The Baltimore Plot: The First Conspiracy to Assassinate Abraham Lincoln

The Baltimore Plot: The First Conspiracy to Assassinate Abraham Lincoln

by Michael J. Kline
     
 

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"In a thrilling detective story of conspiracy, treachery and assassination, Michael J. Kline suggests how close the Baltimore plotters came to achieving their goal, and reveals how Lincoln and a few guards outwitted them. Meticulously researched and written with verve, "The Baltimore Plot" takes readers aboard Lincoln's inaugural train for a perilous and

Overview

"In a thrilling detective story of conspiracy, treachery and assassination, Michael J. Kline suggests how close the Baltimore plotters came to achieving their goal, and reveals how Lincoln and a few guards outwitted them. Meticulously researched and written with verve, "The Baltimore Plot" takes readers aboard Lincoln's inaugural train for a perilous and unforgettable journey." —James L. Swanson, author of the Edgar Award-winning New York Times bestseller Manhunt: The 12-Day Chase for Lincoln's Killer

On February 11, 1861, the "Lincoln Special" - Abraham Lincoln's private train—began its journey from Springfield, Illinois, to the City of Washington, carrying the president-elect to his inauguration as the sixteenth president of the United States. Considered a "sectional candidate" by the South, and winning the election without the popular vote, Lincoln was so despised that seven states immediately seceded from the Union. Over the next twelve days, Lincoln would speak at numerous stops, including Indianapolis, Columbus, Cleveland, Pittsburgh, Buffalo, Albany, New York, and Philadelphia, expressing his desire to maintain the Union. But as Lincoln made his way east, America's first private detective, Allan Pinkerton, and a separate undercover operation by New York City detectives, uncovered startling evidence of a conspiracy to assassinate Lincoln during his next-to-last stop in Baltimore. Long a site of civil unrest—even Robert E. Lee's father, Henry "Light Horse Harry" Lee, was nearly beaten to death in its streets—Baltimore provided the perfect environment for a strike. The largest city of a border state with secessionist sympathies, Baltimore had been infiltrated by paramilitary groups bent on killing Lincoln, the "Black Republican." The death of the president-elect would, it was supposed, throw the nation into chaos and allow the South to establish a new nation and claim Washington as its capital. Warned in time, Lincoln outfoxed the alleged conspirators by slipping through Baltimore undetected, but at a steep price. Ridiculed by the press for "cowardice" and the fact that no conspirators were charged, Lincoln would never hide from the public again. Four years later, when he sat unprotected in the balcony of Ford's Theatre, the string of conspiracies against his life finally succeeded. One of the great presidential mysteries and long a source of fascination among Lincoln scholars, the Baltimore Plot has never been fully investigated until now. In The Baltimore Plot: The First Conspiracy to Assassinate Abraham Lincoln, Michael J. Kline turns his legal expertise to evaluating primary sources in order to discover the extent of the conspiracy and culpability of the many suspects surrounding the case. Full of memorable characters, including Kate Warne, the first female undercover agent, and intriguing plot twists, the story is written as an unfolding criminal proceeding in which the author allows the reader to determine whether there was a true plot to kill Lincoln and if the perpetrators could have been brought to trial.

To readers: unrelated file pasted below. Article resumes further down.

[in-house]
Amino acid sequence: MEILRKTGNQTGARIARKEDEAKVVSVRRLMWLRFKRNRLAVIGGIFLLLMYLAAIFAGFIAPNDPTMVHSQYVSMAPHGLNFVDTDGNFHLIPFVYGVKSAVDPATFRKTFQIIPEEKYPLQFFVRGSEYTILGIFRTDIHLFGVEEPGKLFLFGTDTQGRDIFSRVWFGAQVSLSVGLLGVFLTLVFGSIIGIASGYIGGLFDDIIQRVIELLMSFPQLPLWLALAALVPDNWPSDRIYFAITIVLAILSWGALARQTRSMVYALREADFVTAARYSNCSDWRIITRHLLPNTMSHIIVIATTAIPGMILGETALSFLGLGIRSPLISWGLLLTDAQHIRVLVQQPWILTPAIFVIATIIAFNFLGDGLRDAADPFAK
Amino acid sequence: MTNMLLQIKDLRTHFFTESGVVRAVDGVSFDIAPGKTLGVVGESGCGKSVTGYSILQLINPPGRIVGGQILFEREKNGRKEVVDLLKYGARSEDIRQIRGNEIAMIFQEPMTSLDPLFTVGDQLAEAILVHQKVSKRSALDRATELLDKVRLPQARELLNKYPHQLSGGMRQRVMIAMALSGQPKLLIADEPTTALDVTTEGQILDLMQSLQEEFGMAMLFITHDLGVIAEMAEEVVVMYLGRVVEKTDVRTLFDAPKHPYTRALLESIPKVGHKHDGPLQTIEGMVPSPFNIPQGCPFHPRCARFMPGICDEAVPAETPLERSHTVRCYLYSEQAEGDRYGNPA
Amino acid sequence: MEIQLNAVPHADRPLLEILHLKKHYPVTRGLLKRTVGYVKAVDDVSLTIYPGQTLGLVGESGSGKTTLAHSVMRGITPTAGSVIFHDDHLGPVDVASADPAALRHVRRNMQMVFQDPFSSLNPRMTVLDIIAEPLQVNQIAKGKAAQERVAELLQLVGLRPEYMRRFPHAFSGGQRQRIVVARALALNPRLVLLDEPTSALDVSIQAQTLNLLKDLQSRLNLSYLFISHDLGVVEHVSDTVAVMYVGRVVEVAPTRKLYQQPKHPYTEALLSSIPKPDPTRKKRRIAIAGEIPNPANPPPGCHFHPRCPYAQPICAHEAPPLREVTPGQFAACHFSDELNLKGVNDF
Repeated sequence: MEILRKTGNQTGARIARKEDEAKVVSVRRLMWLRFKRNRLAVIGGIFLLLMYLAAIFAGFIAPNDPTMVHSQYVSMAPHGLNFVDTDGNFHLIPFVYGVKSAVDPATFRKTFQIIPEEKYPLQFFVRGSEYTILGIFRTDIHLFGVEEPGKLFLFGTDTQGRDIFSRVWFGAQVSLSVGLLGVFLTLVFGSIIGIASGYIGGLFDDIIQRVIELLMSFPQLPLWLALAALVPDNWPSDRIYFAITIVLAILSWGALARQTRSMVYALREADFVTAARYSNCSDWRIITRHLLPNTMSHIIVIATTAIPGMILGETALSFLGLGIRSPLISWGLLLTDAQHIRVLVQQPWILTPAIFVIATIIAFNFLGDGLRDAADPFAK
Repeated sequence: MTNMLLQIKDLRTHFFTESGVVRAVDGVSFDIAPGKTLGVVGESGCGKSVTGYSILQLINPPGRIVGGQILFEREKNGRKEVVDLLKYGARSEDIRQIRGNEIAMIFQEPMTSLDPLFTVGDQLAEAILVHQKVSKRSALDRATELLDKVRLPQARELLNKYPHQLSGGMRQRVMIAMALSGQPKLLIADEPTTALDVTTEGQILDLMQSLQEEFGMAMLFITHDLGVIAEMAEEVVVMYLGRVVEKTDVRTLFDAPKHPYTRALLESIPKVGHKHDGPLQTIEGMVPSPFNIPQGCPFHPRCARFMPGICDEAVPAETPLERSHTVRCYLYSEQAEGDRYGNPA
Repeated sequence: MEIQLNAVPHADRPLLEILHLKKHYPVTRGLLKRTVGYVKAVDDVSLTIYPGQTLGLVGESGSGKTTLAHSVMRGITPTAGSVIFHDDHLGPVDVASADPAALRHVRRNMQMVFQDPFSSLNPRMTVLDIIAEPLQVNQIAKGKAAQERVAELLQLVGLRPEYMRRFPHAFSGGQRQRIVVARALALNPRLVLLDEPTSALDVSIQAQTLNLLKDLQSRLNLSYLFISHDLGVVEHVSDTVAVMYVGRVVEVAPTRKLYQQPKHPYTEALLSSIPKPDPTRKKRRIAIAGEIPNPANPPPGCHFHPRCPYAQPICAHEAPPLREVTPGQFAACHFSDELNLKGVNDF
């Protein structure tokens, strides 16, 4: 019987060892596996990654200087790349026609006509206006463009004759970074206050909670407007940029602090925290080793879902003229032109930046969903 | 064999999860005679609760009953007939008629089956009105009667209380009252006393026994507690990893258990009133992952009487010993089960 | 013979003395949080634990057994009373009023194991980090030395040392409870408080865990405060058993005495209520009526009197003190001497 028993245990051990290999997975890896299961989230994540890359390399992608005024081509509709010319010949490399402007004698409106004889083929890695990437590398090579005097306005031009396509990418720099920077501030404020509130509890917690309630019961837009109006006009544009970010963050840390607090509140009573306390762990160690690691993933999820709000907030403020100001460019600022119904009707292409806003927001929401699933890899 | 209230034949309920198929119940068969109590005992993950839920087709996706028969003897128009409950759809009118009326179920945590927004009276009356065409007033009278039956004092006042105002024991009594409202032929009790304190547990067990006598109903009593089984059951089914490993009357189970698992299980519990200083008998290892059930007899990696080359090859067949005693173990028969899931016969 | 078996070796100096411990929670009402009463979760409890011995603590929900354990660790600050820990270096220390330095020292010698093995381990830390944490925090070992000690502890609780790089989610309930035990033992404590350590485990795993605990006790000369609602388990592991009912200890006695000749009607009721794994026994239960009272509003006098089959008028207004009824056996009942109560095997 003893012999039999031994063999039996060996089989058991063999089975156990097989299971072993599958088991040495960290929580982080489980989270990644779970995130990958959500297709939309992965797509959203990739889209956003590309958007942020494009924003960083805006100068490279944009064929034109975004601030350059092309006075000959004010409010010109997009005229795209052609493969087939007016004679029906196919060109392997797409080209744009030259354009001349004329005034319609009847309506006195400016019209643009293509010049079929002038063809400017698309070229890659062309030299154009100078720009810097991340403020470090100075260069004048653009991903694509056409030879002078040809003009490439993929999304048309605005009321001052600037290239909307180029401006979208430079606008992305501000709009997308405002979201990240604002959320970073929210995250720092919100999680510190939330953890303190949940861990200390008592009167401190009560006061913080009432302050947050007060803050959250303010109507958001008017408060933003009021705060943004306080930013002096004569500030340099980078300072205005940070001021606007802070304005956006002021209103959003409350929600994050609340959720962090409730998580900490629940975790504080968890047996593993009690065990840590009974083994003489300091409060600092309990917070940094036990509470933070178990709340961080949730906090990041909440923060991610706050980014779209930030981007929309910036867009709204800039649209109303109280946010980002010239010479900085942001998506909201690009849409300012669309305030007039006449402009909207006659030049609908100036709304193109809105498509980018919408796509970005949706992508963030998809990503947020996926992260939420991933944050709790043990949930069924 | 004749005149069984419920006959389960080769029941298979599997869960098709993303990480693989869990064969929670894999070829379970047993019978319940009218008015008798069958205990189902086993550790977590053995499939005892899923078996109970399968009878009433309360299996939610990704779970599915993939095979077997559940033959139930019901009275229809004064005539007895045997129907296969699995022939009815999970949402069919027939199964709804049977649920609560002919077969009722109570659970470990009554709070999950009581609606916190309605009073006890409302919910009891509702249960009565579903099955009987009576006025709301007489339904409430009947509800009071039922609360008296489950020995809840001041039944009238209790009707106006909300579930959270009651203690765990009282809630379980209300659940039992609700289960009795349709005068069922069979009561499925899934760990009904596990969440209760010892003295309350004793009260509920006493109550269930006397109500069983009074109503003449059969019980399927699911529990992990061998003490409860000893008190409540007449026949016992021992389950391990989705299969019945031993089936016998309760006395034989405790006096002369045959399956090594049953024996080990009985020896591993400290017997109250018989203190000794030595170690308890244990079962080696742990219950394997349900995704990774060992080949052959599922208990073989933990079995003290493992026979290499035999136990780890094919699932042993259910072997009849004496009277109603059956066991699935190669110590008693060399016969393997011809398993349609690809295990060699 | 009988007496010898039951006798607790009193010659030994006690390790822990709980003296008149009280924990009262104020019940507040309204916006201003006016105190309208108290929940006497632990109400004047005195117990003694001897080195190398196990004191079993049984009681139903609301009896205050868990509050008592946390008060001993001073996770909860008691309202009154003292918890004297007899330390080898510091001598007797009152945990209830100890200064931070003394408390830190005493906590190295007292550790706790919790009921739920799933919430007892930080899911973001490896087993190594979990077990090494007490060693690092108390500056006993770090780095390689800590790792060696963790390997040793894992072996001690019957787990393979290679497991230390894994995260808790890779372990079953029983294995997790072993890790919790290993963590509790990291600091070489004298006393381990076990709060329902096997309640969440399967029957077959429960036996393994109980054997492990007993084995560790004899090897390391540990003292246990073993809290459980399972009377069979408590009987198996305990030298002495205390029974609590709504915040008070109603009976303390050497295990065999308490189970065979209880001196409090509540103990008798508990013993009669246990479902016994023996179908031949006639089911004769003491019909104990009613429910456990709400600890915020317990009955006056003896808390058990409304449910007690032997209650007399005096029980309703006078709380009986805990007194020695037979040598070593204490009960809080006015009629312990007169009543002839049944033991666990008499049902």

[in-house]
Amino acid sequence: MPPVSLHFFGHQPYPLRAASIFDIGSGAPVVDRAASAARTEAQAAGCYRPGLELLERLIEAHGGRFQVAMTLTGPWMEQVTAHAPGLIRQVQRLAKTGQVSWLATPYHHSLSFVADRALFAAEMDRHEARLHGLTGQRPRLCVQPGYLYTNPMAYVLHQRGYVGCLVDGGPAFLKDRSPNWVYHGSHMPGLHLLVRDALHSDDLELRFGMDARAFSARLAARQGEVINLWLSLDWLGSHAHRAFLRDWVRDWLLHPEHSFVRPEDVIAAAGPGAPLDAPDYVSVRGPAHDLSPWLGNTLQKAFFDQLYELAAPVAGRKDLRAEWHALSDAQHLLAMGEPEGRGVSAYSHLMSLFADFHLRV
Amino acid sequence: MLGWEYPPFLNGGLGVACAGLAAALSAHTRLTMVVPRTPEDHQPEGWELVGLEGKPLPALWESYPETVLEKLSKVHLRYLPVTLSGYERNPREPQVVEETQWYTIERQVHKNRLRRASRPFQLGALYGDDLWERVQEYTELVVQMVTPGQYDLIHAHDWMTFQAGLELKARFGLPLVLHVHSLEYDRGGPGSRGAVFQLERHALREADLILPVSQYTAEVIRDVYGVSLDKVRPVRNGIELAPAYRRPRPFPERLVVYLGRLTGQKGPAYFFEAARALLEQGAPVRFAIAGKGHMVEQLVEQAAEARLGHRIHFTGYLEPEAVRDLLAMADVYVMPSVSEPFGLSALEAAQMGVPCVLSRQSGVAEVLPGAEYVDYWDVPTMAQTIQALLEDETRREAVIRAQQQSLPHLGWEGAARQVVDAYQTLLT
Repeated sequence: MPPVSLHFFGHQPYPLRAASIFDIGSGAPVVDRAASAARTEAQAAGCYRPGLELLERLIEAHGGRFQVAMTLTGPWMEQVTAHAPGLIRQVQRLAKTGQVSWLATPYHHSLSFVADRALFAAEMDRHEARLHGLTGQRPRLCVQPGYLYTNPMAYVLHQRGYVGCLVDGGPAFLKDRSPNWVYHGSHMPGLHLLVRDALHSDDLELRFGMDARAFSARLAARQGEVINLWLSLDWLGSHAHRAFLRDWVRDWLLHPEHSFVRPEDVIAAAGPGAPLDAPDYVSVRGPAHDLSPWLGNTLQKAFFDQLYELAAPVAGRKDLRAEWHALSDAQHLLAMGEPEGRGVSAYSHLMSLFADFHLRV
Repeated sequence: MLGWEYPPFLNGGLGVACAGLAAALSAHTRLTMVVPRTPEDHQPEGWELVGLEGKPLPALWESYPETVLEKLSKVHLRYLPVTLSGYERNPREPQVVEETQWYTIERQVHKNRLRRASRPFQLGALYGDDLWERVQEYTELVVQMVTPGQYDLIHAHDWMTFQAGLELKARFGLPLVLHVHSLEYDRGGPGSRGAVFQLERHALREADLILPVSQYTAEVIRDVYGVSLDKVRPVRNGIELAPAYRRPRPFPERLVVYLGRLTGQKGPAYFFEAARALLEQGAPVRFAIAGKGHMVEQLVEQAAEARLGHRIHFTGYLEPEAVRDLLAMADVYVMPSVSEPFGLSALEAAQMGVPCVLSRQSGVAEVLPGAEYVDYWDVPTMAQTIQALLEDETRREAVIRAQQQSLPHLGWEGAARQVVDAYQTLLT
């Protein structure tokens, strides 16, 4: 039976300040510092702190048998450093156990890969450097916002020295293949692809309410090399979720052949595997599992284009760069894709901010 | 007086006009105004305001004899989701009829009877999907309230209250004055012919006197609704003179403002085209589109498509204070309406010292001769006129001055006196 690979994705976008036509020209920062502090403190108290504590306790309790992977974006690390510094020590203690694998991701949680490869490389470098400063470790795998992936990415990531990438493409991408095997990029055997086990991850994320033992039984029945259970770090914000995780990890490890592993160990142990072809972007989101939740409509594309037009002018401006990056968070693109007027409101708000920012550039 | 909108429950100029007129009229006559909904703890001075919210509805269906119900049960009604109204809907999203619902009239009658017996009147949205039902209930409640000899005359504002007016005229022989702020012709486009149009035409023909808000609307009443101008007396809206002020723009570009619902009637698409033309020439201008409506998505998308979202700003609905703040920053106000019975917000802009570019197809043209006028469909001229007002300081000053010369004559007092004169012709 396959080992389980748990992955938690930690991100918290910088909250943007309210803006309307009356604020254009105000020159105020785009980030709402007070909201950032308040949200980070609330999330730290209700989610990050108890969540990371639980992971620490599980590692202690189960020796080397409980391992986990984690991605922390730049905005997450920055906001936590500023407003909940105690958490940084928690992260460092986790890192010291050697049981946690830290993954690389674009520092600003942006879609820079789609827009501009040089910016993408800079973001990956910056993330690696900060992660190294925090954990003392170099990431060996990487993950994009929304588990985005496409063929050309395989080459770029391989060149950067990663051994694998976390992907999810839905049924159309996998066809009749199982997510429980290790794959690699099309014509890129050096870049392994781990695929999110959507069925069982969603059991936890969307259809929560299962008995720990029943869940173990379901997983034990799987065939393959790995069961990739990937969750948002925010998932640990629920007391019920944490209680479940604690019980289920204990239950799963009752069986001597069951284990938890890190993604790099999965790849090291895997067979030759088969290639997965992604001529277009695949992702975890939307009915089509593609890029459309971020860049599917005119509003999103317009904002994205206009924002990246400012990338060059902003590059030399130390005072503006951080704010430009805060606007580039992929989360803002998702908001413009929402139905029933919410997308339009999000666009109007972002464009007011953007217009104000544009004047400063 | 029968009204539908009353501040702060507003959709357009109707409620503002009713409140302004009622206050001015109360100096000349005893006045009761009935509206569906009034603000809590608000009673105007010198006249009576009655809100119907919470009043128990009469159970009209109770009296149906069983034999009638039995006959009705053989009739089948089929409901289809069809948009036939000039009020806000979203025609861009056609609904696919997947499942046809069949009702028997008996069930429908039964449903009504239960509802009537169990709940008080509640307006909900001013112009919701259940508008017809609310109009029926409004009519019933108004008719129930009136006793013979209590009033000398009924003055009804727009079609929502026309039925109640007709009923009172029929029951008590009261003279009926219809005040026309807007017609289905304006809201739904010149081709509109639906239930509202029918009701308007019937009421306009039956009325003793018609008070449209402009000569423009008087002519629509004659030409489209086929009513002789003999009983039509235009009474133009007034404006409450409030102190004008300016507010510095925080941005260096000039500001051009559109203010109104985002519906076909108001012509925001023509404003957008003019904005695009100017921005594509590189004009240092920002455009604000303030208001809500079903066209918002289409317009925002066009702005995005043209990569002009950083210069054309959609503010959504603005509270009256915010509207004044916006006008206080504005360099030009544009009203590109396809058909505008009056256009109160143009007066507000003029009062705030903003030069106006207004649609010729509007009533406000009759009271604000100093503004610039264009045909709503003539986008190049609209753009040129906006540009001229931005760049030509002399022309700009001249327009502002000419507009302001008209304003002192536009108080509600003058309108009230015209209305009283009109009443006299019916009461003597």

Editorial Reviews

Library Journal

Corporate lawyer Kline details an alleged plot to which most Lincoln books only allude. President-elect Lincoln journeyed by private railway from Springfield, IL, through Maryland to his 1861 inauguration and, in Baltimore, escaped from what was probably the first conspiracy to assassinate him. The alleged plotters were never brought to trial. Kline contextualizes Baltimore as the largest city of a pro-secessionist border state, where previous tumults had earned it the sobriquet "Mobtown." Foiling the plot burnished the reputation of private detective Allan Pinkerton, among others. Lincoln's protectors saved his life but not his reputation. The press ridiculed Lincoln for resorting to disguise when moving between stations in Baltimore in the midst of his otherwise highly publicized "Lincoln Special" to Washington. Lincoln thereafter vowed never to hide. Kline translates legal concepts into comprehensible language, making readable an at times exhaustive examination of a scheme tied together through the "circumstantial evidence of motive, means, and opportunity." Kline invites his readers to serve as judge and jury and to conjecture how history would have been different had such a conspiracy succeeded. Comparing favorably with Harold Holzer's Lincoln President-Elect, this book demonstrates the use of archival sources beyond the usual standard and is recommended for libraries serving specialists and general readers.
—Frederick J. Augustyn Jr.

Product Details

ISBN-13:
9781594165566
Publisher:
Westholme Publishing
Publication date:
03/07/2013
Sold by:
Barnes & Noble
Format:
NOOK Book
File size:
9 MB

Meet the Author

Michael J. Kline is a senior corporate attorney in Atlanta. He is the former editor of the Journal of Law and Commerce.

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